We asked experts your burning questions about fitness trackers. Here's how the wearable devices could make you fitter and healthier.
Wondering if a wearable fitness tracker will help you on your journey to get fit? We asked the experts whether the latest fitness devices can really help us get healthy.
How accurate are these trackers?
It may vary by tracker (wearable device or app), many of which have not been publicly tested. Research on some smartphone apps, for instance, has turned up discrepancies in distances travelled, with apps either over- or underestimating how many steps you're taking when compared with more sophisticated treadmill measurements. Be cautious about focusing on specific numbers, especially when it comes to calories, as studies show apps (and even treadmills, for that matter) aren't necessarily accurate, says Mary Jung, assistant professor and health researcher at The University of British Columbia.
That said, both types of trackers are useful for recording your own trends. "As long as you're comparing yourself with yourself over time, you're going to see changes in your life relatively accurately picked up," says Greg Wells, associate professor and physiology and kinesiology researcher at the University of Toronto. These changes might include increasing the amount you walk or run each day, improving your heart rate and reducing the amount of time you sit. Wells has had success with the Apple Watch while training for an Ironman competition, and using apps such as Runkeeper and Strava for cycling.
Do they help us get more fit?
The short answer is yes, says Wells, because the data can be motivating. Adds Jung: "They provide an opportunity to see whether you are doing more or less than you did yesterday, and reminders encourage you to get up and be active."
That's particularly helpful for sedentary people who want to be more active, says Wells. About 85 percent of Canadians aren't active enough to help prevent chronic illness. "Knowing how much you're walking and moving is powerful information," he says, "and most people need to improve those numbers."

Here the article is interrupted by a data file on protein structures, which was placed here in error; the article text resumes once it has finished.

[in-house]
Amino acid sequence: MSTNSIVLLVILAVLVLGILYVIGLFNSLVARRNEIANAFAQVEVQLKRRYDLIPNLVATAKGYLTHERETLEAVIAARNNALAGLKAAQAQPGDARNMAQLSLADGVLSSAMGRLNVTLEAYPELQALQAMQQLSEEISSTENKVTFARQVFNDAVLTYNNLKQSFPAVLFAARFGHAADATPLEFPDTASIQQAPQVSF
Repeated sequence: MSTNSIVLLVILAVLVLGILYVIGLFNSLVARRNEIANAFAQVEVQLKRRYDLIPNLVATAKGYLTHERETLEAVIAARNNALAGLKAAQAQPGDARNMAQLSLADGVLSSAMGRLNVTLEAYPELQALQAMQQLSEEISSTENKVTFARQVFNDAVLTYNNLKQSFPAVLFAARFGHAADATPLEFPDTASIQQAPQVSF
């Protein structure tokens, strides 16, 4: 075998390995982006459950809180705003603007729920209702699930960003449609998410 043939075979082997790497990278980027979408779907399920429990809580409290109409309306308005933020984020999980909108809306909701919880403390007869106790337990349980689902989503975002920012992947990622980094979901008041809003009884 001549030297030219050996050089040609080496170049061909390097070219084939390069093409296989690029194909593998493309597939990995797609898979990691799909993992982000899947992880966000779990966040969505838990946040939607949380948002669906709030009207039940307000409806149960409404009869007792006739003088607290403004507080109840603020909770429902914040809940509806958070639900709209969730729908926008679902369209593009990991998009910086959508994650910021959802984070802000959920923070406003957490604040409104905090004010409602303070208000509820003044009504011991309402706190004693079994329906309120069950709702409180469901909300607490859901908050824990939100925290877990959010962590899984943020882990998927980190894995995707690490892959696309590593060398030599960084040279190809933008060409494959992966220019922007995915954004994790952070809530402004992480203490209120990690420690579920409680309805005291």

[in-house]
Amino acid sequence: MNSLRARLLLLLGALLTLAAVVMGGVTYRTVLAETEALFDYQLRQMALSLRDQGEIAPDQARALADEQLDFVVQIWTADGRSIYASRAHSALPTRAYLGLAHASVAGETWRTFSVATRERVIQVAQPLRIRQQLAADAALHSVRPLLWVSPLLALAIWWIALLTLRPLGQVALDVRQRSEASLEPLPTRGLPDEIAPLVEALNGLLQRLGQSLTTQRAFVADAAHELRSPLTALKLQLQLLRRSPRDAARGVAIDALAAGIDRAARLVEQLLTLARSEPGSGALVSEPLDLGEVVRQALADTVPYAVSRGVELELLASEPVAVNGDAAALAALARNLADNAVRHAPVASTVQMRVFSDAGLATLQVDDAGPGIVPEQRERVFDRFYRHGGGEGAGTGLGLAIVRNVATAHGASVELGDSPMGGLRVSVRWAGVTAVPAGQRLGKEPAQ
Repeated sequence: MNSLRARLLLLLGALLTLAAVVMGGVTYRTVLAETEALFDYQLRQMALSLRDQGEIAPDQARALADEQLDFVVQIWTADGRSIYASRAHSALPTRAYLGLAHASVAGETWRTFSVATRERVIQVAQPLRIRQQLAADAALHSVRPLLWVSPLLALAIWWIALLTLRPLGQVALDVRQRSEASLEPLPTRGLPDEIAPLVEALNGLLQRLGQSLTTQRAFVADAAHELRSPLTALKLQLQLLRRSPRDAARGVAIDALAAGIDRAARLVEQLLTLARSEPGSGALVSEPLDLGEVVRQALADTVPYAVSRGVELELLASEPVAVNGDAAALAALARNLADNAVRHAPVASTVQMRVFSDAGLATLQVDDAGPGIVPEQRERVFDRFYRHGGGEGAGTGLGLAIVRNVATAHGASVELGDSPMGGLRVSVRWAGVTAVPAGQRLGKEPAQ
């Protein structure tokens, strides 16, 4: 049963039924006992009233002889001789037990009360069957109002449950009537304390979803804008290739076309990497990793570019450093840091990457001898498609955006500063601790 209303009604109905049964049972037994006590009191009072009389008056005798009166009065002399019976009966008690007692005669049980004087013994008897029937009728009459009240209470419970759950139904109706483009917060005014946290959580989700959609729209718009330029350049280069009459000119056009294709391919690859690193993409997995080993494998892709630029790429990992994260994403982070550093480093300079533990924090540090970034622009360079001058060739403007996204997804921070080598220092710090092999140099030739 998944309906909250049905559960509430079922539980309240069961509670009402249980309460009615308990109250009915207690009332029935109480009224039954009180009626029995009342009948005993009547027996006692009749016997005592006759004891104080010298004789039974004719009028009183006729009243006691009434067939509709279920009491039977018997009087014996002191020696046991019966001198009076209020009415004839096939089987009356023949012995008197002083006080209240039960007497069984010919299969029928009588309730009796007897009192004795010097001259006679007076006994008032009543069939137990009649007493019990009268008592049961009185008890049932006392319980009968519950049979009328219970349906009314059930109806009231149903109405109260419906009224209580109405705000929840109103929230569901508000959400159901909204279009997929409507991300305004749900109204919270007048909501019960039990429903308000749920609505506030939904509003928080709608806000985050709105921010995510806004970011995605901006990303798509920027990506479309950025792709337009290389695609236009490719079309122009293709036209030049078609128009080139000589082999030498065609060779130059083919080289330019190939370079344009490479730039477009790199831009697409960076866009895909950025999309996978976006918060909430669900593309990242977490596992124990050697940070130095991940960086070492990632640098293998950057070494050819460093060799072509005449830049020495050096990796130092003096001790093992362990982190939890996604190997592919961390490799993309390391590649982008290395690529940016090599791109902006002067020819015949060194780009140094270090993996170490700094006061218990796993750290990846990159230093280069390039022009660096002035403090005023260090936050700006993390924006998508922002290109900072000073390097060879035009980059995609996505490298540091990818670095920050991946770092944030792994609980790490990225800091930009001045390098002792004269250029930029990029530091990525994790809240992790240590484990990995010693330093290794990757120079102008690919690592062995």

When don't they work?
Another major critique of trackers is they don't yet offer context for the numbers they record—why are Tuesdays your worst day for walking or why did your running pace slow down over the week? Not surprisingly, about a third of devices get abandoned after six months. But, as Wells points out, that's actually not a bad statistic. "It means about 70 percent are still using them," he says. "That's a massive success story."
How can we overcome the devices' (and our own) shortcomings?
Choose the right tracker. "The best ones will provide users with weekly or monthly reports so they can self-monitor and use the data to self-reflect," says Jung. If you're honest with yourself, you can see if what you're doing is getting you toward your goals, she adds.
Do I have to wear my device every day?
No, you can wear it strategically—one day a week or even every two months. If you want to wear it daily, go for it, says Wells, "but if you feel it's onerous or annoying, put it in your desk drawer and set a reminder in your computer to wear it again in six weeks to see how things are going."
Go on, have another slice of pumpkin pie.
There are few things better than a great big Thanksgiving feast shared with family and friends. If you choose your outfit wisely, you're free to indulge without worrying about rigid waistbands or fitted dresses holding you back.
We've got outfit ideas that will keep you comfy and stylish, no matter how you celebrate this totally indulgent holiday.